Visiting the ruin of a fallen, destroyed or abandoned city is perhaps the closest we can get (as of now) to traveling back in time. What might it have been like to live in an ancient, Mayan city? Walking the streets of Tikal, Guatemala may not provide the full picture, but with a little imagination and a willingness to immerse yourself in the architecture—the limestone temples, the grand palaces and the countless pyramids—you might be able to go back for just a moment. Walk the grassy pathways that wind through the city. Climb the steps of the Temple of the Great Jaguar that stretch 154 feet into the sky. The year is 700 AD. Who are you? Are you a distinguished Tikal soldier, recently returned from battle? Are you a young, Mayan girl, carefree and bounding through the city? The answer is, you are whoever you wish to be.
An island sitting at the confluence of three rivers—the Chao Phraya, the Lopburi and the Pa Sak—this former capital of Siam was the largest trading hub in Asia and arguably the world for centuries. The island marks the ideal location for shipping between China, India and the Malay Archipelago. Established in 1350, Ayutthaya grew to be the largest city in the world with one million inhabitants by the year 1700. Today, the island is inhabited by the remains of a formerly great city. Visitors travel by ferry to see Ayutthaya’s stone temples, palaces, the prang (reliquary towers) and several large monasteries.
Located in Jordan’s southwestern desert, Petra dates back to 300 BC and was the capital city of the Nabataean Kingdom. The Nabateans were nomadic Arabs who, when they came upon Petra, saw the potential for the city to be a hub of trade, as it was in close proximity to all the local trade routes. Petra sits on the slope of Jabal-Al-Madbah, in a basin among the mountains which form the eastern flank of Arabah valley that runs from the Dead Sea to the Gulf of Aqaba. The site is only accessible via a narrow canyon called Al Siq. Once inside the city, there are tombs and temples carved into pink sandstone, earning Petra its nickname, the “Rose City.” The most famous structure to be found in the Rose City is Al Khazneh, a temple with a Greek-inspired facade known as The Treasury.
Tucked away in the rainforest of northern Guatemala, you can find the city once called Yax Mutal—the city known to us as Tikal. The capital of a conquest state, Tikal was one of the most powerful kingdoms in ancient Maya, dominating the region politically, economically and militarily for many years. The architecture within the city has been traced back to the 4th century BC. Temples that tower over 230 feet high, residencies, administrative buildings and even what is believed to be a former jail still stand today.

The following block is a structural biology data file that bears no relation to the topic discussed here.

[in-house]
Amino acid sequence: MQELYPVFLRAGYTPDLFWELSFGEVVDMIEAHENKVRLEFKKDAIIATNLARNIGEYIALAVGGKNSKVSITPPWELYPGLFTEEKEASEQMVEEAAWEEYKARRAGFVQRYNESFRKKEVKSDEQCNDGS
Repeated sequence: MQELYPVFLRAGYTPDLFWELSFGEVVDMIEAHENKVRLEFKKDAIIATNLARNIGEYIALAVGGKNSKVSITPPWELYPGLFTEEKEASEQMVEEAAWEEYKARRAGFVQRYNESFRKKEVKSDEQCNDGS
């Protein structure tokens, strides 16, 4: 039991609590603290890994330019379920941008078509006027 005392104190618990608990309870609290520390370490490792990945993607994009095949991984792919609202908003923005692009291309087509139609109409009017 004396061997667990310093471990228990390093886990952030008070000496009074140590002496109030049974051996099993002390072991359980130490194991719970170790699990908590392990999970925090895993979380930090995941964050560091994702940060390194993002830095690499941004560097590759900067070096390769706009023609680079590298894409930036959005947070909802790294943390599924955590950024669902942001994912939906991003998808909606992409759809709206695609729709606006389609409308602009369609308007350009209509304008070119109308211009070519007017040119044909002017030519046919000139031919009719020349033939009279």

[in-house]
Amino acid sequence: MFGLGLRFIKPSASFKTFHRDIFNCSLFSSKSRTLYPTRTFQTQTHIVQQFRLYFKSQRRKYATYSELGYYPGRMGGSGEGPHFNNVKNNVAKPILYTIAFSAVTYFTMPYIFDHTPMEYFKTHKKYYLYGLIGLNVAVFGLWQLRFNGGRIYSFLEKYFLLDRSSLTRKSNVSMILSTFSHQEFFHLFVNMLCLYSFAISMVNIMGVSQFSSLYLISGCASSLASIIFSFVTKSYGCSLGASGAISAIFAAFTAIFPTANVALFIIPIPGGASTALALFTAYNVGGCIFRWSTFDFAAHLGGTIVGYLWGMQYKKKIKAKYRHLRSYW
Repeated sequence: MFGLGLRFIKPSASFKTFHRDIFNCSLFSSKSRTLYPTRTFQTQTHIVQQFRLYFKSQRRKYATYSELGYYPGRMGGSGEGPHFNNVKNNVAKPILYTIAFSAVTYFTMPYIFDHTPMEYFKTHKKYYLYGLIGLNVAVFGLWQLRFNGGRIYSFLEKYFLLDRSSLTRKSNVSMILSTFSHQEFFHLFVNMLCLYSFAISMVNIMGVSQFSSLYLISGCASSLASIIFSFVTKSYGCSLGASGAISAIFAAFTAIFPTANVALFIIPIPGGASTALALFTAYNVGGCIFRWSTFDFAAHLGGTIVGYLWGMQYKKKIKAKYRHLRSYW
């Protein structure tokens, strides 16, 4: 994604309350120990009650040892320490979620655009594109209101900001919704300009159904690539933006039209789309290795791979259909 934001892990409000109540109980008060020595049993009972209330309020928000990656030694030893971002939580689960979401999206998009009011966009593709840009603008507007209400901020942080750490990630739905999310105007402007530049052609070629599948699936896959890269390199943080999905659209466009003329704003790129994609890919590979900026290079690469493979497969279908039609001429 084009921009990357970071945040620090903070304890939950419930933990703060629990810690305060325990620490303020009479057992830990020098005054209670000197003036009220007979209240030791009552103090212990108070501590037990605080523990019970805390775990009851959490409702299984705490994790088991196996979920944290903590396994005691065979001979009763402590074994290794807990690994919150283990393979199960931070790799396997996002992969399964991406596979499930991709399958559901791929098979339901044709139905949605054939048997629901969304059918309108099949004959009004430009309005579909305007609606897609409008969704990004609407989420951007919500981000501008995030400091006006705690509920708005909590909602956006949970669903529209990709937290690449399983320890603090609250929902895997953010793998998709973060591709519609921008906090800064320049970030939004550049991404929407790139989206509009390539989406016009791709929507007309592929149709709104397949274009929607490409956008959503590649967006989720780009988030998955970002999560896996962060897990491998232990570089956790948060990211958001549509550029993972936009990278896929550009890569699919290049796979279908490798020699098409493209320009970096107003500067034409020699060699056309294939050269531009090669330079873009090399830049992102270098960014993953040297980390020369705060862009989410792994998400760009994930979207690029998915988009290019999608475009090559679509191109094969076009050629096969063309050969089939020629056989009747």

Temples of Angkor, Cambodia
Located among the forest and farmlands just north of the great lake of Tonlé Sap in Siem Reap Province, the Temples of Angkor is an enormous property comprised of a thousand temples. The most impressive of which is Angkor Wat—the largest religious monument in the world, spanning 500 acres. Originally constructed as a Hindu temple dedicated to the god Vishnu, Angkor Wat is reported to have used five million tons of sandstone, 300,000 laborers, 6,000 elephants and 35 years in its construction. The city of Angkor is considered the most significant sight of Khmer architecture and receives two million visitors annually.
This partially excavated Berber and Roman city sits in the beautiful countryside near the city of Meknes and is thought to have once been the ancient capital of the Mauretania Kingdom. The city was built on a very fertile plain and reached its height from the 3rd century BC to 40 BC. Volubilis is one of the largest ancient ruins in Africa and also the best-preserved archeological site in Morocco. Known for its gorgeous mosaics preserved in situ, the city sits high at an altitude of 1,300 feet between two rivers, the Oued Fertassa and Oued Khomane.
Valle dei Templi, Sicily
The Valle dei Templi (Valley of the Temples) is one of Sicily’s most popular attractions. Located on a ridge outside the hilltop city of Agrigento, it’s less of a valley and more of a long, rocky scarp. Consisting of seven temples, all in Doric style, this archaeological site is thought to be the best preserved and most representative remains of classical Greek civilization. The remains found here can be traced back to ancient Akragas, which, in its prime, was a buzzing cultural center. The city attracted poets, philosophers and sculptors from all across Italy and was widely considered the most beautiful city in Sicily.
My Son, Vietnam
This cluster of abandoned Hindu Temples dedicated to the god Shiva was constructed between the 4th and 14th century AD by the kings of Champa. Set in a valley just over a mile wide and surrounded by mountain ranges, My Son is the burial place for Cham heroes and royalty. Most of the tombs and temples within the city were constructed with red brick, only one temple is made of stone. The remains of a series of impressive tower-temples have drawn people to this site for many years—it is the longest inhabited archeological site in Indochina. While the site is still unbelievably impressive today, the majority of its original architecture was destroyed by US carpet bombing during the Vietnam War.